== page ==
For decades engineers have used petroleum to make everyday products. It’s still commonly used in everything from rubbers and plastics to chemicals and asphalt.
But this useful product comes from crude oil, which is often criticized by activists and experts as harmful to the environment, citing oil spills and fracking incidents.
Recent studies from the last decade have shown that petroleum isn’t as efficient as some once thought. Now, companies, engineers and scientists aim to replace it with plant-based oils, specifically soybeans.
The Goodyear Tire & Rubber Co. recently announced its goal to replace all petroleum-based products with soybean oil by 2040.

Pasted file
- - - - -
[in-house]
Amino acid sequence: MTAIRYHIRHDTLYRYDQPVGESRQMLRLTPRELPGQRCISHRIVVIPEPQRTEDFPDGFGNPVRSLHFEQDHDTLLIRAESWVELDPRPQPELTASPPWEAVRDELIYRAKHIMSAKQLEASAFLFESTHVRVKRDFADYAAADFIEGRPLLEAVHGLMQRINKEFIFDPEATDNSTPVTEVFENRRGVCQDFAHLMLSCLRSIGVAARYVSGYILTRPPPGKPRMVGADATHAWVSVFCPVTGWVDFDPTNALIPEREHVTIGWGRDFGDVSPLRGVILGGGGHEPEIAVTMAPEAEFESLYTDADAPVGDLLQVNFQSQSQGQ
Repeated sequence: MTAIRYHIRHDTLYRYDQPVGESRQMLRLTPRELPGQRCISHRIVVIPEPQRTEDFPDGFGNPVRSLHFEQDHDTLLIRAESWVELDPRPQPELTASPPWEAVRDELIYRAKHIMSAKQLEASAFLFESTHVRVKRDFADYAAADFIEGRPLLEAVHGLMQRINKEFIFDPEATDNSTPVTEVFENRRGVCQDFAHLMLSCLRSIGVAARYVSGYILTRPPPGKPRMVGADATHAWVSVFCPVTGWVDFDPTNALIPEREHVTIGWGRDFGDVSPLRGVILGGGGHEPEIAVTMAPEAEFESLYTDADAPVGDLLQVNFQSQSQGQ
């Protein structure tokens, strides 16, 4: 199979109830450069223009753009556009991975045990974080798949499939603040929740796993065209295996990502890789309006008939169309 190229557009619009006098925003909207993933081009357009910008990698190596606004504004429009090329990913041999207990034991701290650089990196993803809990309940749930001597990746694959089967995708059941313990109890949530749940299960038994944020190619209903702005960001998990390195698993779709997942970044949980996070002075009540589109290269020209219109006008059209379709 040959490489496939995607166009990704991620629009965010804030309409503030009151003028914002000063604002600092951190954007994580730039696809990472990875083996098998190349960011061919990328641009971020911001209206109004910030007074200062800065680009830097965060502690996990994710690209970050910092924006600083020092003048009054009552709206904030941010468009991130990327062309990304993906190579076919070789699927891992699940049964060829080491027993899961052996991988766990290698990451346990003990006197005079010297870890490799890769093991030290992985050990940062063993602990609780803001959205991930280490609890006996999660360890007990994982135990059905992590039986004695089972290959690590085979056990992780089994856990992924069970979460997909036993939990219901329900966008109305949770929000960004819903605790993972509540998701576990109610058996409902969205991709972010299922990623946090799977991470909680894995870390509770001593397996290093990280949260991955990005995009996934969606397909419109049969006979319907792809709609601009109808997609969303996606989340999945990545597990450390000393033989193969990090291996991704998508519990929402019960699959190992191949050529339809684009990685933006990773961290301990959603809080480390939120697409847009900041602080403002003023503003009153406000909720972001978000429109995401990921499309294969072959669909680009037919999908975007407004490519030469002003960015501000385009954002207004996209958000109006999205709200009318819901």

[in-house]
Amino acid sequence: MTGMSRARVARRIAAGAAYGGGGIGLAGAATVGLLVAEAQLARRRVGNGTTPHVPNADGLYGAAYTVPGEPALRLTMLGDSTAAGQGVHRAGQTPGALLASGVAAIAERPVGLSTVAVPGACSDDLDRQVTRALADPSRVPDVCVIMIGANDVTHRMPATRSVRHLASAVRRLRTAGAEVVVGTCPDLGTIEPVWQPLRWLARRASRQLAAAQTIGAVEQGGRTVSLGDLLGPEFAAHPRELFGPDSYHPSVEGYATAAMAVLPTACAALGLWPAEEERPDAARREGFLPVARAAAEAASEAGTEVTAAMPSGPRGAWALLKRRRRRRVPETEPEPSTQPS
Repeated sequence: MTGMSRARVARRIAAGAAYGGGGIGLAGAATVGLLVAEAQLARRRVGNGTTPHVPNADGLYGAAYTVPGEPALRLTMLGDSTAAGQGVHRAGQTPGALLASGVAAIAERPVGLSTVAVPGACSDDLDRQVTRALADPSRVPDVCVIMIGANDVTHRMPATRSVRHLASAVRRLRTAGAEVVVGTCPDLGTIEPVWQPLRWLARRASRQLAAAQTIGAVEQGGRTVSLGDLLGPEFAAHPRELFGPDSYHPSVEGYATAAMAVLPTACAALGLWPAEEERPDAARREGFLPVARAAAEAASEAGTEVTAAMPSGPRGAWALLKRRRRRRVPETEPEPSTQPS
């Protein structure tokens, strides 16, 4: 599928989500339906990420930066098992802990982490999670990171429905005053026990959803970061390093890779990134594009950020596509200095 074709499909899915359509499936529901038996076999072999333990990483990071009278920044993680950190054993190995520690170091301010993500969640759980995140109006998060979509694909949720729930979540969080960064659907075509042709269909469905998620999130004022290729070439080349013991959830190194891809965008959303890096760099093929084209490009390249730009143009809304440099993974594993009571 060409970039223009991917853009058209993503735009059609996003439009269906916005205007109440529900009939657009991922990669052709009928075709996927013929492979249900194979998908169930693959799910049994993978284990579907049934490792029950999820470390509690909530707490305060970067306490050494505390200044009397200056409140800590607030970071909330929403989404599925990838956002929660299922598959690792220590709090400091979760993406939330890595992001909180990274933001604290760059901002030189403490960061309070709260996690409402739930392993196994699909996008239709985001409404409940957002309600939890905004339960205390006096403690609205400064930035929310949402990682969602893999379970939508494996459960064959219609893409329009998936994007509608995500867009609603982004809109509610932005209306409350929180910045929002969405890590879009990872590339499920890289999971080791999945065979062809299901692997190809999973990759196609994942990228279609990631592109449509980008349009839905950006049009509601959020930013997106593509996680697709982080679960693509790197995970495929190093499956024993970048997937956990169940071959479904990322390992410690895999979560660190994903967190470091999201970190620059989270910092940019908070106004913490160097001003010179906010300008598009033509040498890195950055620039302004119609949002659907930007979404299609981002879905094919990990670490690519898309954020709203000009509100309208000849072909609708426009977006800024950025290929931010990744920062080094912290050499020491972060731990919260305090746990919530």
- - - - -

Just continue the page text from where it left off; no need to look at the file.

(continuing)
The Akron-based firm is one in a line of companies that have begun to partially or fully replace petroleum with plant oil.
Switching to soybeans
Goodyear’s search for a petroleum replacement began a decade ago when petroleum prices rose too high, so engineers like Bob Woloszynek sought out cheaper and more sustainable alternatives.
Around the same time, consumer requests started trickling in. They wanted environmentally friendly tires, said Woloszynek, chief engineer in Goodyear’s Global Raw Material Development & Approvals department.
“We started to evaluate soybean oil, and being a triglyceride, it has a different chemical structure than your typical petroleum-based oils,” he said.
Upon reviewing their initial findings, a few things stood out.
Soybean oil mixed better with the polymers used to create their rubber compounds, making it “a very flexible option,” Woloszynek said.
It also has a low glass transition temperature, meaning it freezes at very low conditions.